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  Production Management  


Postini Alternative

(a) Comparative/Least Cost Center Analysis: This simple type of analysis is appropriate where the location problem concerns the placement of a single plant. There can be two approaches, namely

(i) Comparative cost chart
(ii) Least cost centre analysis

Production management, alternatively referred to as manufacturing management, is required for transforming raw materials and partly, fabricated materials into finished products. Production management does not imply management of productive process alone, but it covers all there activities which go into the making of production. To make production a concrete reality, one ,must pay heed to the factors of production like land, labour, capital and organization, or to speak in the language of business, materials, men, money, machines and methods. Production management thus calls for the work of planning and control pertaining to each of these factors of production.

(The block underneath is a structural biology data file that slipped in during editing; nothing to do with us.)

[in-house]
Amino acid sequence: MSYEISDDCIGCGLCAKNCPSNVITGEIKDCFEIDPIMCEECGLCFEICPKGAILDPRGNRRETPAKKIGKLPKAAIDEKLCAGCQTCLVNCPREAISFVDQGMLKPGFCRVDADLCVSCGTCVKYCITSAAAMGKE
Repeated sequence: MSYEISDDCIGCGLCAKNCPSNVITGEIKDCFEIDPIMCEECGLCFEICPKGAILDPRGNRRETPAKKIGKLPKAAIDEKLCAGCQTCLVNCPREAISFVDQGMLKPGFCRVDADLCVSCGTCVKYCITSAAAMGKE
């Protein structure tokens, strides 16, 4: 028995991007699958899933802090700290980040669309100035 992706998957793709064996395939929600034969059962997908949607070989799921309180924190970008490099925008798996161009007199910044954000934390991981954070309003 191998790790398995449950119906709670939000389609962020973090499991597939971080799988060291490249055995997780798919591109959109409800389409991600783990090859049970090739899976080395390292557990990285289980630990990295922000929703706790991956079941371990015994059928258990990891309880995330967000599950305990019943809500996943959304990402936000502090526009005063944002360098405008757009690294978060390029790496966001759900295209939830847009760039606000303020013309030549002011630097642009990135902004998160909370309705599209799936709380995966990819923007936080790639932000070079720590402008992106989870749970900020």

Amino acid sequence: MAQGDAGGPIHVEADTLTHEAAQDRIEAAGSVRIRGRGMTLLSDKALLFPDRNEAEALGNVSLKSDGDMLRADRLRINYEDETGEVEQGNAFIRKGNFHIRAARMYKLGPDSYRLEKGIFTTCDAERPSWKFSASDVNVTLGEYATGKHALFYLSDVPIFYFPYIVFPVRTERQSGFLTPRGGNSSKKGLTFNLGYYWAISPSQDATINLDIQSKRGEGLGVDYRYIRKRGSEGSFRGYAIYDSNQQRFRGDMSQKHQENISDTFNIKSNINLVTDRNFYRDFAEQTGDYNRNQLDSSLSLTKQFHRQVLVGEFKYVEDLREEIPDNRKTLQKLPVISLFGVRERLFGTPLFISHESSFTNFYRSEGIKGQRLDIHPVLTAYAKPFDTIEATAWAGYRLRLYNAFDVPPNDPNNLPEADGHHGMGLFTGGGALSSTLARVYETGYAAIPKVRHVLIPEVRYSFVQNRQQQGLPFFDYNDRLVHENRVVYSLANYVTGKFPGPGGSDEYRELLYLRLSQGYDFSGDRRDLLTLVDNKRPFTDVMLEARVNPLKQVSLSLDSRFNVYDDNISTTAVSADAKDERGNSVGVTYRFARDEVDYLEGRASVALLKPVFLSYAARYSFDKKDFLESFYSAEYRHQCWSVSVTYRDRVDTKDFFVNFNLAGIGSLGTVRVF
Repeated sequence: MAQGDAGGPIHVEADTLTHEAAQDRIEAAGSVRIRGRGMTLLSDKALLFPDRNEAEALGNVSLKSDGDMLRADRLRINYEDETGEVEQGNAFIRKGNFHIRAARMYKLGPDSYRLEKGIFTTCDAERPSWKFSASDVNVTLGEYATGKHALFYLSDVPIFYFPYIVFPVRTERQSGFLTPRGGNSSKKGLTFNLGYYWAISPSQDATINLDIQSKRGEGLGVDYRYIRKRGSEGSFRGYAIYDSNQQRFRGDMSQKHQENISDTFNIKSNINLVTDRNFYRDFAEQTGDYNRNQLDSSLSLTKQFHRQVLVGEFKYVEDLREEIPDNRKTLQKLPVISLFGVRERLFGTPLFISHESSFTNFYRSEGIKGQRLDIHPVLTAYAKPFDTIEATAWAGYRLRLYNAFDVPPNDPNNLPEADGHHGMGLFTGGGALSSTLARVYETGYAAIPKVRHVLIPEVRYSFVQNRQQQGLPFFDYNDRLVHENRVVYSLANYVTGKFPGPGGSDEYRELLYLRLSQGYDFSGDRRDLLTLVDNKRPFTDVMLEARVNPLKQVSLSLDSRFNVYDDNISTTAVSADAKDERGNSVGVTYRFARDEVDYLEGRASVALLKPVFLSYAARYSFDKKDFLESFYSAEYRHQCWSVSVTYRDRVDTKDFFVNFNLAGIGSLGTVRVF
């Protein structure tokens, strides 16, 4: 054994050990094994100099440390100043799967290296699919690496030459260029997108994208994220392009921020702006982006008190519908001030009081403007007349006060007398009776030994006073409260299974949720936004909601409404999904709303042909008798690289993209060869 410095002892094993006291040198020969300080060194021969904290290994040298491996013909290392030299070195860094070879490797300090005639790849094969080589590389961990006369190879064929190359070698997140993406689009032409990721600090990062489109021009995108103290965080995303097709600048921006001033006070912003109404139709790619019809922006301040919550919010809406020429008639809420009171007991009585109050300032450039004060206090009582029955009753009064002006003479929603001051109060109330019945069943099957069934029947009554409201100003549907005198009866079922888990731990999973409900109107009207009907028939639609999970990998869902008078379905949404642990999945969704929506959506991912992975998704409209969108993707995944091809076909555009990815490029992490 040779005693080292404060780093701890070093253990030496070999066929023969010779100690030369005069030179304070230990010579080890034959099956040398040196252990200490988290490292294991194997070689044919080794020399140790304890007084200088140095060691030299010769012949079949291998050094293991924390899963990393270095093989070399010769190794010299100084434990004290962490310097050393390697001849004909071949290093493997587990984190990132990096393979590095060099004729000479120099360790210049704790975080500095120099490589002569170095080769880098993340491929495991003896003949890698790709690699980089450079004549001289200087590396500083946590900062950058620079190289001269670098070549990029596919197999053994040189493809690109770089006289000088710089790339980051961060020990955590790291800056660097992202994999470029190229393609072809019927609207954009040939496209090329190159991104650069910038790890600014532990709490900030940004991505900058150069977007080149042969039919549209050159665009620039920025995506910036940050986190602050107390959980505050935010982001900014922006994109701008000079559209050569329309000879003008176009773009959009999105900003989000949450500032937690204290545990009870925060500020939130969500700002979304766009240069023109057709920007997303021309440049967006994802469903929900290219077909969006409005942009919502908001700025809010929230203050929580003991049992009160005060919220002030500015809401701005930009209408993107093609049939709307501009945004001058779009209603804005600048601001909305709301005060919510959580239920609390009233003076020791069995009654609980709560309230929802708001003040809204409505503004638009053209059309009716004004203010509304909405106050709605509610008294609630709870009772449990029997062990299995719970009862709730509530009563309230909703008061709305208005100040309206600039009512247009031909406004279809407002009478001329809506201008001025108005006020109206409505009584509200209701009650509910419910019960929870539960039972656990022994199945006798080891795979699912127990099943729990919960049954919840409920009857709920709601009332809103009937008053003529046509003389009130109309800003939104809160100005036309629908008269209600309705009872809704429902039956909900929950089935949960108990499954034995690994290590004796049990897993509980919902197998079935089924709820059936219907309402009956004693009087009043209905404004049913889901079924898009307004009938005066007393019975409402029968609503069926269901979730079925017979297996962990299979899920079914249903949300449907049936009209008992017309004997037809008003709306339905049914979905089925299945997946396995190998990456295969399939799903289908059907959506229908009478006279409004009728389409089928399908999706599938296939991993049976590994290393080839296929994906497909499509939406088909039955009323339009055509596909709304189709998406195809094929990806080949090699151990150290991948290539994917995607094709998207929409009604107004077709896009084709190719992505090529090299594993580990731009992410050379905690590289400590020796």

Production management does not involve a mechanical assemblage of relevant factors. In contrast to mere transformation of raw materials into finished products, it aims at transmuting and permuting resources of higher productivity so that the greatest outputs are obtained from the least inputs. With its end in views, production management embraces the productive process too and involves planning, directing and controlling operations till their successful completion. Quality, quantity, cost and time of production have an important bearing on productivity of the manufacturing enterprise. Accordingly, it is the task of production management to see that effective utilization of resources is made, time is shortened, wastes and scrapings are avoided, and harmonious working is made to prevail in the plant.